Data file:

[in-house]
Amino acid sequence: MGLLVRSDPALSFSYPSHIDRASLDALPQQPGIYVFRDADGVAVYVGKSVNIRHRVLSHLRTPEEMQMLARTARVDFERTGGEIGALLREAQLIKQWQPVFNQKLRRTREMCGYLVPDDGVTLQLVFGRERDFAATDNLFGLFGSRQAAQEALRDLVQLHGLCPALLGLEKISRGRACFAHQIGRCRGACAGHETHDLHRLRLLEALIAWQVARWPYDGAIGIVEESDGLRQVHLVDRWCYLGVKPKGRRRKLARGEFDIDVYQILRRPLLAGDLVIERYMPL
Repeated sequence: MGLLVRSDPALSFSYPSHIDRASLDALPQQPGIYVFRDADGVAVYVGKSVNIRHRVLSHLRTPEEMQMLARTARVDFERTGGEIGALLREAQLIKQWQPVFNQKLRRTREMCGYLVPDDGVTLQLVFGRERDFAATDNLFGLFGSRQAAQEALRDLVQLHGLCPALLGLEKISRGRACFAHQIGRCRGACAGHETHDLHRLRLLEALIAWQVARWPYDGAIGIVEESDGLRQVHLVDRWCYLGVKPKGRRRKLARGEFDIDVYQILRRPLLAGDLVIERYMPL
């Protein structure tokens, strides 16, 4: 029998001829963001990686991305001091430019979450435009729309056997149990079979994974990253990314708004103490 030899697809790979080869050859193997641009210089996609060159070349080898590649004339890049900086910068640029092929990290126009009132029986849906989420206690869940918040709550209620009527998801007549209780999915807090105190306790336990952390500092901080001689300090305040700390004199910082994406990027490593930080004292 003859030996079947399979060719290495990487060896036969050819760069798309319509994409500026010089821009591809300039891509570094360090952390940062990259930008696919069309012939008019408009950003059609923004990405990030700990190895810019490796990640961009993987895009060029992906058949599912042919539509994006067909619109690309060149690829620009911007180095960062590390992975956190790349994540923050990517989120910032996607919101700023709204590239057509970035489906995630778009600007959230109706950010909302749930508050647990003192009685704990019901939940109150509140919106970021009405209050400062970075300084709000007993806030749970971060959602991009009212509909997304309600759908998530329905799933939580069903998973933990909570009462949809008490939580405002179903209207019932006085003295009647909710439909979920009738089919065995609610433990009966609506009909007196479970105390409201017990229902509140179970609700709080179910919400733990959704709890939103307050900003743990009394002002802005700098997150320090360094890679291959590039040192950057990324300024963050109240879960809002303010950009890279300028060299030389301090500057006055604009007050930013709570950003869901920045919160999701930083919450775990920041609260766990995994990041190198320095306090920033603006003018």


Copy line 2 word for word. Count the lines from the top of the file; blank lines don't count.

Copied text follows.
Amino acid sequence: MGLLVRSDPALSFSYPSHIDRASLDALPQQPGIYVFRDADGVAVYVGKSVNIRHRVLSHLRTPEEMQMLARTARVDFERTGGEIGALLREAQLIKQWQPVFNQKLRRTREMCGYLVPDDGVTLQLVFGRERDFAATDNLFGLFGSRQAAQEALRDLVQLHGLCPALLGLEKISRGRACFAHQIGRCRGACAGHETHDLHRLRLLEALIAWQVARWPYDGAIGIVEESDGLRQVHLVDRWCYLGVKPKGRRRKLARGEFDIDVYQILRRPLLAGDLVIERYMPL